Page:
Compensating College Athletes For the Use of Their Name, Image and Likeness:  The College Faculty Model

Compensating College Athletes For the Use of Their Name, Image and Likeness: The College Faculty Model

Whether college athletes should be able to be paid by third parties (such as a shoe company like Nike) for the use of their name, image, and likeness (“NIL”) has become a popular topic in the college athletics world. Much of the discussion surrounding the issue arose after the NCAA announced it was creating a working group to study the issue, and to potentially recommend a model for how college athletes can be paid for their NIL rights.

One model that was recently proposed by LEAD1, an organization that represents the athletics directors of the 130 universities that play FBS football, is to handle payments for NIL rights the same way universities handle payments for intellectual property created by their faculty. At most universities, when a faculty member invents something through significant use of university funds or facilities the intellectual property rights to the invention are considered the property of the university. And any income derived from these inventions is then shared between the university and the faculty member who created the invention. LEAD1 suggested that the situations between college athletes and college faculty are similar, because both the athletes and the faculty inventors are using the assets of the university to their advantage: the athlete to build his or her personal brand and the faculty member to build his or her invention.

Even if you don’t agree with LEAD1’s comparison, the proposal to create a NIL model with revenue sharing between athletes and their universities is interesting and one that the NCAA working group will likely explore. But how would such a model work? In an explanation of its proposal, LEAD1 used Zion Williamson as an example of how a college athlete successfully used his platform as a college athlete to successfully grow his brand. So for purposes of examining how a revenue sharing model with college athletes would work, let’s use Duke’s faculty revenue sharing regulations as a guide.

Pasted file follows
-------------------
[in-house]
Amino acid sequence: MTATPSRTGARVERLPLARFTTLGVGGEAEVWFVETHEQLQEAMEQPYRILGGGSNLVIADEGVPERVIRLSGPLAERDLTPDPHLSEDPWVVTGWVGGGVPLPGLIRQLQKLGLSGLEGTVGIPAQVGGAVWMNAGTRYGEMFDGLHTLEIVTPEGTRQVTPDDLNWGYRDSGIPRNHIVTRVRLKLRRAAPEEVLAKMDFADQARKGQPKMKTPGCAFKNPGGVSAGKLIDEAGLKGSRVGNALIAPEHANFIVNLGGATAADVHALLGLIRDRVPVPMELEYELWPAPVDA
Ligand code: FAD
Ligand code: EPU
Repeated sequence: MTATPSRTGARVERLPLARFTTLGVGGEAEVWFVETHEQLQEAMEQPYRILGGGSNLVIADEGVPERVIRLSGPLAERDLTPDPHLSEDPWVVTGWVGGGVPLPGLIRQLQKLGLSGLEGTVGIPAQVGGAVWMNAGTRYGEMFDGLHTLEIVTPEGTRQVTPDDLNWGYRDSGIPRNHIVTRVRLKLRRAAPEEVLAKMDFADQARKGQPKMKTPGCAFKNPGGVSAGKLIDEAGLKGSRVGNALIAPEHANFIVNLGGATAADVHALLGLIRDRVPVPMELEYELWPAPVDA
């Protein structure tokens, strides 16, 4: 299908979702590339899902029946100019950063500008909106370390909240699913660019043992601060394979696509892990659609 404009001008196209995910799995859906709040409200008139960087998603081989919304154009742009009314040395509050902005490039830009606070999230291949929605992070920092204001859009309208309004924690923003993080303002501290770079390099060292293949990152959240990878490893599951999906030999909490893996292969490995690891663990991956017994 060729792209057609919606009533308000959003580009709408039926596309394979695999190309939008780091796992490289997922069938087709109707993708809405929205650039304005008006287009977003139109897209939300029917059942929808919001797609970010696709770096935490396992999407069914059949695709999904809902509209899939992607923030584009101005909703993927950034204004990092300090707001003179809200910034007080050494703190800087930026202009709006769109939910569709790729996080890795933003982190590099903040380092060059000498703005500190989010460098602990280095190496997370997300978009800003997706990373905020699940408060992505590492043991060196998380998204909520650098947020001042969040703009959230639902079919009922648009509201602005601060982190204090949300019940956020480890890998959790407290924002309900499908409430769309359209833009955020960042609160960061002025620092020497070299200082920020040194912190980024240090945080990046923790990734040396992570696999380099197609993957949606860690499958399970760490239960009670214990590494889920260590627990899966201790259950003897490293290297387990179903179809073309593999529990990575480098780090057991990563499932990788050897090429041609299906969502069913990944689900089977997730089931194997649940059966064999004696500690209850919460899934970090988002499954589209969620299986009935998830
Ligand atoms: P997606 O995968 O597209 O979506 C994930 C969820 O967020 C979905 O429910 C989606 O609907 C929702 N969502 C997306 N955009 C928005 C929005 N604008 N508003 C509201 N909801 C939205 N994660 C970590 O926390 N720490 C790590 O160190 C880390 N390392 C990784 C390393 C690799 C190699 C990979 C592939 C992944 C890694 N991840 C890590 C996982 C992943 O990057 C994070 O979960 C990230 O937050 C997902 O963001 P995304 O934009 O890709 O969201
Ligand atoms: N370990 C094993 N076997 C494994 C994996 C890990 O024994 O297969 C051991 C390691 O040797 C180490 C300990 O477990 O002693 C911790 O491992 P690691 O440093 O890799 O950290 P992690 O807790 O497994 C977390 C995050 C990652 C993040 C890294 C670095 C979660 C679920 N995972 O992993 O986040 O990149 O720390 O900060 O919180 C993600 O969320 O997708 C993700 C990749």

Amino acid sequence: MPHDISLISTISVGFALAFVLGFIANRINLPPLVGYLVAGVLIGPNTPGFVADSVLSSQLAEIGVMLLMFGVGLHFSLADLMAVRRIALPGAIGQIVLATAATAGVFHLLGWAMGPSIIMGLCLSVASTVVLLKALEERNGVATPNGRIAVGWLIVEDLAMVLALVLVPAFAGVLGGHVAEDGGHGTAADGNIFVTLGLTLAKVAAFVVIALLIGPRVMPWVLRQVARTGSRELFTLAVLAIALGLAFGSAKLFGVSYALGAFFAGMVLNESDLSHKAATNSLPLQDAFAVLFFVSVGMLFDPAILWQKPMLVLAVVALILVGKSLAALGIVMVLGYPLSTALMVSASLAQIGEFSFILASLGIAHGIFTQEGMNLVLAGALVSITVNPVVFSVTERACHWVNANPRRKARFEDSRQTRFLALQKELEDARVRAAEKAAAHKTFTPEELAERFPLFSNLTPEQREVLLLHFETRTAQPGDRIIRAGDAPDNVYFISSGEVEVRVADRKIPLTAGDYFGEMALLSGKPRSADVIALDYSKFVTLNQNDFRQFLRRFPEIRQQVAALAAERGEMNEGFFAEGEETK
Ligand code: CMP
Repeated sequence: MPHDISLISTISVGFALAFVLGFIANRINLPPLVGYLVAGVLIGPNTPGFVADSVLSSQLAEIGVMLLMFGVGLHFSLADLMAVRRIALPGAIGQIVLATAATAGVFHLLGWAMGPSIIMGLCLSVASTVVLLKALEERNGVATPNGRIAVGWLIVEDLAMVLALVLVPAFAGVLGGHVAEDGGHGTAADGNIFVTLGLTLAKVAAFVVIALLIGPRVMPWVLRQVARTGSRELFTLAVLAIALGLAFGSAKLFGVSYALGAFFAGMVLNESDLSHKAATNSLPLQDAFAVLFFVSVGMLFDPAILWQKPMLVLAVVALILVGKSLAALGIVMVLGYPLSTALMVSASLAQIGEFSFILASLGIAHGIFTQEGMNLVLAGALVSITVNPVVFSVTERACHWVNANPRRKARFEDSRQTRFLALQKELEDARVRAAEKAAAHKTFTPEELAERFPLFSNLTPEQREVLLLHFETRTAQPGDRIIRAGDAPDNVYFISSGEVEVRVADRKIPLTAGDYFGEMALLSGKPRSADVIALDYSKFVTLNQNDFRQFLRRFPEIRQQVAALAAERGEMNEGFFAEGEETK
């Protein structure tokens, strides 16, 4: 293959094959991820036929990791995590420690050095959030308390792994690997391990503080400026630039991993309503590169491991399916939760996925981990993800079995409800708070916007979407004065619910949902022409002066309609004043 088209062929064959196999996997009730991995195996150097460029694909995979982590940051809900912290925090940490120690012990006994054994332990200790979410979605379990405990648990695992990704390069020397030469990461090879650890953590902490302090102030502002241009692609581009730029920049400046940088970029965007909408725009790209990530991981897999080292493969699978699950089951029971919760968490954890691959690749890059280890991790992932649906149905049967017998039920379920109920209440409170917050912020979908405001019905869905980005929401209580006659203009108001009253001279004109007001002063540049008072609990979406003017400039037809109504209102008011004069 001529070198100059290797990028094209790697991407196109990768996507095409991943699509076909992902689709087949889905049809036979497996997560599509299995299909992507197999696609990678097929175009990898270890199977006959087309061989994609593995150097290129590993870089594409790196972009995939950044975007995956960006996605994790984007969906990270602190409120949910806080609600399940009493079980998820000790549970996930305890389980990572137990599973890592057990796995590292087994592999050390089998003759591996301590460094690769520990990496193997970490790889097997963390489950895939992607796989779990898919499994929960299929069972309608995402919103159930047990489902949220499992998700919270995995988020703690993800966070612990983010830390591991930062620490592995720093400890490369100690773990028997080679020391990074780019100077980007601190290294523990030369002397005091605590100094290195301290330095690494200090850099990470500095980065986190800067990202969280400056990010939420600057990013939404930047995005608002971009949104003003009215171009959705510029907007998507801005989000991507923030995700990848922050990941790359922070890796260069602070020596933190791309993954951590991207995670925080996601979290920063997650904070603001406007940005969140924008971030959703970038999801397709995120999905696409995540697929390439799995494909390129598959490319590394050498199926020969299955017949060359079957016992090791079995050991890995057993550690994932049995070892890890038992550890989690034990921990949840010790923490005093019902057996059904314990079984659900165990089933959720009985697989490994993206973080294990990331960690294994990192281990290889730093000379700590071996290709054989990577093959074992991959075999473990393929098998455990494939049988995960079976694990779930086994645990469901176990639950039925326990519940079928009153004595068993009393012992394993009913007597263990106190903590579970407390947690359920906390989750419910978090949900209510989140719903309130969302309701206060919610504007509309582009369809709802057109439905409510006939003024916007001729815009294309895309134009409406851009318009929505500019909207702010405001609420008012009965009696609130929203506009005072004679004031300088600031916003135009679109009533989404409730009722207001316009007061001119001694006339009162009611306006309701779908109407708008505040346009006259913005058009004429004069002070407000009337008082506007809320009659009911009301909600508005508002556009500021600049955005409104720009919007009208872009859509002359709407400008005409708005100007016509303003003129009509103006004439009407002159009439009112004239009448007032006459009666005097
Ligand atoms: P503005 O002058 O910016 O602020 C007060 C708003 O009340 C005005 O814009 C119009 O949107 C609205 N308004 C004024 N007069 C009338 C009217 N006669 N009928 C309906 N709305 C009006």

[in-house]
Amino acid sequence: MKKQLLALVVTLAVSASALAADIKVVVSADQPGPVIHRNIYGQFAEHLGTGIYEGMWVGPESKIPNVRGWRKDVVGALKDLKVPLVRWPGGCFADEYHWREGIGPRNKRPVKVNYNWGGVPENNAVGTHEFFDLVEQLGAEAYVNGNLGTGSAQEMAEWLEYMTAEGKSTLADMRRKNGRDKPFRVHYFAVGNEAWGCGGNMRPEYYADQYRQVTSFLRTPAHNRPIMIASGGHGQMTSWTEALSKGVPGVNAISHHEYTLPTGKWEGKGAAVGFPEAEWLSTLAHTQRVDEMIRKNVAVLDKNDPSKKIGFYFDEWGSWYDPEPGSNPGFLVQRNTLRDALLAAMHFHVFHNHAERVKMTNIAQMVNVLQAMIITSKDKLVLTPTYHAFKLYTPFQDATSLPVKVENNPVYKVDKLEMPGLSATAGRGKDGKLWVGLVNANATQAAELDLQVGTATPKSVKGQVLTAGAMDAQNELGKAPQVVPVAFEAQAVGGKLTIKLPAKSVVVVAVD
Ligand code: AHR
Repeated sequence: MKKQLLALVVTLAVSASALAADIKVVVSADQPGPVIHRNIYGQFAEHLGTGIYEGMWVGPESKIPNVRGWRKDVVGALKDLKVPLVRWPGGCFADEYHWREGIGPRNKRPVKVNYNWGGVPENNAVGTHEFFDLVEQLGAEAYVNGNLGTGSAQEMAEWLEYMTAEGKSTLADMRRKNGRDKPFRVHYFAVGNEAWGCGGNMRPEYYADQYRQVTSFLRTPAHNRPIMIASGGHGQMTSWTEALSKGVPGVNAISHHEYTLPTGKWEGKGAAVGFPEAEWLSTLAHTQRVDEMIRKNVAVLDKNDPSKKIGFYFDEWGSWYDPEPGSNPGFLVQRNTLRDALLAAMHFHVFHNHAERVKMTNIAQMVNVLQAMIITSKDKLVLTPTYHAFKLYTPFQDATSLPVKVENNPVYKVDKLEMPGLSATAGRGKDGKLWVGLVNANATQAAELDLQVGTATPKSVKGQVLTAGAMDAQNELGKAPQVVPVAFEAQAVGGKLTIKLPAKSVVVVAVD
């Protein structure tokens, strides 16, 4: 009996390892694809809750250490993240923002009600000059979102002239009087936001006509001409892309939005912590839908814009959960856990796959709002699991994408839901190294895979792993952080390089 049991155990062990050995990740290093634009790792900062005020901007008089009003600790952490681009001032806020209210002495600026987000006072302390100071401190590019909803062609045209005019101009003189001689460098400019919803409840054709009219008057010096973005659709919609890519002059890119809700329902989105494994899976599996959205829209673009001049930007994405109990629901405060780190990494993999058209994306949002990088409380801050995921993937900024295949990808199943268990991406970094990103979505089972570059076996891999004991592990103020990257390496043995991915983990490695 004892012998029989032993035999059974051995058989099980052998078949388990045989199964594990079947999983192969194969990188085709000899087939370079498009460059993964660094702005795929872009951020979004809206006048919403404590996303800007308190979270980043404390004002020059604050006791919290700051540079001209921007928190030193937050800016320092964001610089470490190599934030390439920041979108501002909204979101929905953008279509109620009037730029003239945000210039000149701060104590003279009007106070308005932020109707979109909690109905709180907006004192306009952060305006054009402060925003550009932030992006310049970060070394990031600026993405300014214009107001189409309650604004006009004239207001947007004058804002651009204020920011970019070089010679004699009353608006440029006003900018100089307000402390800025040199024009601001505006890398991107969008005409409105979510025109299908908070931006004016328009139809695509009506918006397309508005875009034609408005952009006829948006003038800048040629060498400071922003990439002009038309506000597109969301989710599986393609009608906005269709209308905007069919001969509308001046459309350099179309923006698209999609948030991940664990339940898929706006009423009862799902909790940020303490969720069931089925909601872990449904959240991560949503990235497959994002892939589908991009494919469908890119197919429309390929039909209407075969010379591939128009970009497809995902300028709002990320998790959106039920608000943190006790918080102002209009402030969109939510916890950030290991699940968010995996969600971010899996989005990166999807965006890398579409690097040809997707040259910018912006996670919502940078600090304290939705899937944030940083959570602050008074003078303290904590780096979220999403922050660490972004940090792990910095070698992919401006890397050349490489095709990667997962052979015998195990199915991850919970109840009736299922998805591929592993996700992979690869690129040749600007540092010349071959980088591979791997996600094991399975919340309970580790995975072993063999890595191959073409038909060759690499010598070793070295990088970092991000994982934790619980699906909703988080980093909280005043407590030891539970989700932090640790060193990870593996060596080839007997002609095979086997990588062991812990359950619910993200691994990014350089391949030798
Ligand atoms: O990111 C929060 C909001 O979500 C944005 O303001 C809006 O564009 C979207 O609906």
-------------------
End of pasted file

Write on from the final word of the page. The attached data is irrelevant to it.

Under Duke’s regulations, when distributing income derived from a faculty member’s invention the amount that goes to the faculty member varies based on the amount of income received. For income from $0 to $500,000, fifty percent goes to the faculty member, ten percent goes to the faculty member’s laboratory, ten percent goes to the faculty member’s department, and thirty percent goes to the school of the faculty member’s primary appointment. For any income from $500,000 to $2,000,000, those percentages change to thirty-three percent for the faculty member, fifteen percent for the laboratory, fifteen percent for the department, and thirty-seven percent for the school of the primary appointment. And for income of $2,000,000 and higher, the faculty member’s percentage drops to twenty-five percent, the laboratory and the department each get fifteen percent, the faculty member’s school gets thirty-five percent, and ten percent goes to a fund that provides support for graduate and post-doctoral research.

For purposes of this analysis, we’ll assume that Duke’s men’s basketball program is the equivalent of a faculty member’s laboratory, that the Duke athletic department is the equivalent of the faculty member’s department, and that Duke as a whole is the equivalent of the school of the faculty member’s primary appointment. It’s been estimated that Zion will sign a shoe deal that will pay him around $9-$10 million annually. Using the high end of this estimate as a proxy for a deal that Zion may have signed during or following his freshman season at Duke, and assuming that Zion stayed for his sophomore season, Duke’s regulations would result in the following revenue split:

Zion: $2,745,000
Duke Men’s Basketball Team: $1,475,000
Duke Athletic Department: $1,475,000
Duke: $3,505,000
Graduate and Post-doctoral fund: $800,000

As the numbers show, Duke would end up with a majority of the revenue using its current faculty regulations. But, assuming they are allowed, most NIL rights deals with college athletes would be much less than the assumed $10 million Zion deal, and the athlete would end up with the majority of the revenue. For example, with a $10,000 NIL rights deal the athlete would receive $5,000, the team and athletic department would each receive $1,000, and the school would receive $3,000.

It remains to be seen what type of model, if any, the NCAA’s working group proposes. But, because universities are already experienced in and comfortable with the concept of revenue sharing with their faculty, a similar model for college athletes may be one of the more likely proposals. Whatever model the working group proposes, a host of other legal issues for the athletes and the universities will likely follow, including compliance with NCAA legislation, contract drafting, and tax issues.
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